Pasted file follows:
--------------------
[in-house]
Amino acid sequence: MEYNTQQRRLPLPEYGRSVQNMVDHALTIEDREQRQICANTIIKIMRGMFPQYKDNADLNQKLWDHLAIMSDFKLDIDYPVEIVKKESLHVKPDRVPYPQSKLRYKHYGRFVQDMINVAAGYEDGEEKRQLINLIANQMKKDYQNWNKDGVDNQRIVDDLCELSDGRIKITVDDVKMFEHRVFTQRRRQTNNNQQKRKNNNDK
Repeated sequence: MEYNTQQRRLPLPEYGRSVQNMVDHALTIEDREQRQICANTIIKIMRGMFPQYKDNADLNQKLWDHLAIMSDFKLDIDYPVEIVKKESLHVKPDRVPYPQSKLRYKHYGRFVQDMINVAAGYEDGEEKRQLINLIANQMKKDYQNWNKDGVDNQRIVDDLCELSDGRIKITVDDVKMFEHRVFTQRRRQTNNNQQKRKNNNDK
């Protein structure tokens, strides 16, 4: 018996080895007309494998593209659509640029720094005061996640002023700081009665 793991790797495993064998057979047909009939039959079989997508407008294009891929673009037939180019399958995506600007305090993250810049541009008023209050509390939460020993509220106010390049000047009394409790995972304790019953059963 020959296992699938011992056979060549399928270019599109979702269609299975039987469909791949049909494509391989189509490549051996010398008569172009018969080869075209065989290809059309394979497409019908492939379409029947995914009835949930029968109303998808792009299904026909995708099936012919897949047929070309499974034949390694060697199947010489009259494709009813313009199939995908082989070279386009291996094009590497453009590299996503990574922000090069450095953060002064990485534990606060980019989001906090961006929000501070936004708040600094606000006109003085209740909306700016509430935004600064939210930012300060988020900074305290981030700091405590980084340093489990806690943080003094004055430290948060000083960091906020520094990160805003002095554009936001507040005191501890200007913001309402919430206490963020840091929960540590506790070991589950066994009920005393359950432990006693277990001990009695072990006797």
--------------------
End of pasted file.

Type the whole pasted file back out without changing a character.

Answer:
[in-house]
Amino acid sequence: MEYNTQQRRLPLPEYGRSVQNMVDHALTIEDREQRQICANTIIKIMRGMFPQYKDNADLNQKLWDHLAIMSDFKLDIDYPVEIVKKESLHVKPDRVPYPQSKLRYKHYGRFVQDMINVAAGYEDGEEKRQLINLIANQMKKDYQNWNKDGVDNQRIVDDLCELSDGRIKITVDDVKMFEHRVFTQRRRQTNNNQQKRKNNNDK
Repeated sequence: MEYNTQQRRLPLPEYGRSVQNMVDHALTIEDREQRQICANTIIKIMRGMFPQYKDNADLNQKLWDHLAIMSDFKLDIDYPVEIVKKESLHVKPDRVPYPQSKLRYKHYGRFVQDMINVAAGYEDGEEKRQLINLIANQMKKDYQNWNKDGVDNQRIVDDLCELSDGRIKITVDDVKMFEHRVFTQRRRQTNNNQQKRKNNNDK
């Protein structure tokens, strides 16, 4: 018996080895007309494998593209659509640029720094005061996640002023700081009665 793991790797495993064998057979047909009939039959079989997508407008294009891929673009037939180019399958995506600007305090993250810049541009008023209050509390939460020993509220106010390049000047009394409790995972304790019953059963 020959296992699938011992056979060549399928270019599109979702269609299975039987469909791949049909494509391989189509490549051996010398008569172009018969080869075209065989290809059309394979497409019908492939379409029947995914009835949930029968109303998808792009299904026909995708099936012919897949047929070309499974034949390694060697199947010489009259494709009813313009199939995908082989070279386009291996094009590497453009590299996503990574922000090069450095953060002064990485534990606060980019989001906090961006929000501070936004708040600094606000006109003085209740909306700016509430935004600064939210930012300060988020900074305290981030700091405590980084340093489990806690943080003094004055430290948060000083960091906020520094990160805003002095554009936001507040005191501890200007913001309402919430206490963020840091929960540590506790070991589950066994009920005393359950432990006693277990001990009695072990006797």